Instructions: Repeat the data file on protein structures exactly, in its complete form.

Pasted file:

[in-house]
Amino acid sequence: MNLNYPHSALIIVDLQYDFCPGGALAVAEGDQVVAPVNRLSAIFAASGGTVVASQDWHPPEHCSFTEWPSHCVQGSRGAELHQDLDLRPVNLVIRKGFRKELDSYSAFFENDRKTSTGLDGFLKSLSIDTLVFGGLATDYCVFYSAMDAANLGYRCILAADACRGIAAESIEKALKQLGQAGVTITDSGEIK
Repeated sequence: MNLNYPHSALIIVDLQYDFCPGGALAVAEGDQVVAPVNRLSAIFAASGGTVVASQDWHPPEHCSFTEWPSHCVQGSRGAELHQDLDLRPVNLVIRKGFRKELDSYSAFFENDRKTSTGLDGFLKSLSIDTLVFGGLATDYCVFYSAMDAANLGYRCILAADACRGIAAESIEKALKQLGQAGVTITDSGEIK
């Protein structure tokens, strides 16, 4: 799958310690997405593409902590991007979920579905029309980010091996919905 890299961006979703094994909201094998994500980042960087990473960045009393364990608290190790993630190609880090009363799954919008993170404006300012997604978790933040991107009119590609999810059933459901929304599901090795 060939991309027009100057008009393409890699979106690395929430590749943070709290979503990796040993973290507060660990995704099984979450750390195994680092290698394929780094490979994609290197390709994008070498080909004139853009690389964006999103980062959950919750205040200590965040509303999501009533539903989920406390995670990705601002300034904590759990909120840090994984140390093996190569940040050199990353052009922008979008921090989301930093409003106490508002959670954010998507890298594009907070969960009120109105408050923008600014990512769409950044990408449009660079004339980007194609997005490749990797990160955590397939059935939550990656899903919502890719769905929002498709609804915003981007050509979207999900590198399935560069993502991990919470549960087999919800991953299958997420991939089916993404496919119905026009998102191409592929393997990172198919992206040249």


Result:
[in-house]
Amino acid sequence: MNLNYPHSALIIVDLQYDFCPGGALAVAEGDQVVAPVNRLSAIFAASGGTVVASQDWHPPEHCSFTEWPSHCVQGSRGAELHQDLDLRPVNLVIRKGFRKELDSYSAFFENDRKTSTGLDGFLKSLSIDTLVFGGLATDYCVFYSAMDAANLGYRCILAADACRGIAAESIEKALKQLGQAGVTITDSGEIK
Repeated sequence: MNLNYPHSALIIVDLQYDFCPGGALAVAEGDQVVAPVNRLSAIFAASGGTVVASQDWHPPEHCSFTEWPSHCVQGSRGAELHQDLDLRPVNLVIRKGFRKELDSYSAFFENDRKTSTGLDGFLKSLSIDTLVFGGLATDYCVFYSAMDAANLGYRCILAADACRGIAAESIEKALKQLGQAGVTITDSGEIK
């Protein structure tokens, strides 16, 4: 799958310690997405593409902590991007979920579905029309980010091996919905 890299961006979703094994909201094998994500980042960087990473960045009393364990608290190790993630190609880090009363799954919008993170404006300012997604978790933040991107009119590609999810059933459901929304599901090795 060939991309027009100057008009393409890699979106690395929430590749943070709290979503990796040993973290507060660990995704099984979450750390195994680092290698394929780094490979994609290197390709994008070498080909004139853009690389964006999103980062959950919750205040200590965040509303999501009533539903989920406390995670990705601002300034904590759990909120840090994984140390093996190569940040050199990353052009922008979008921090989301930093409003106490508002959670954010998507890298594009907070969960009120109105408050923008600014990512769409950044990408449009660079004339980007194609997005490749990797990160955590397939059935939550990656899903919502890719769905929002498709609804915003981007050509979207999900590198399935560069993502991990919470549960087999919800991953299958997420991939089916993404496919119905026009998102191409592929393997990172198919992206040249």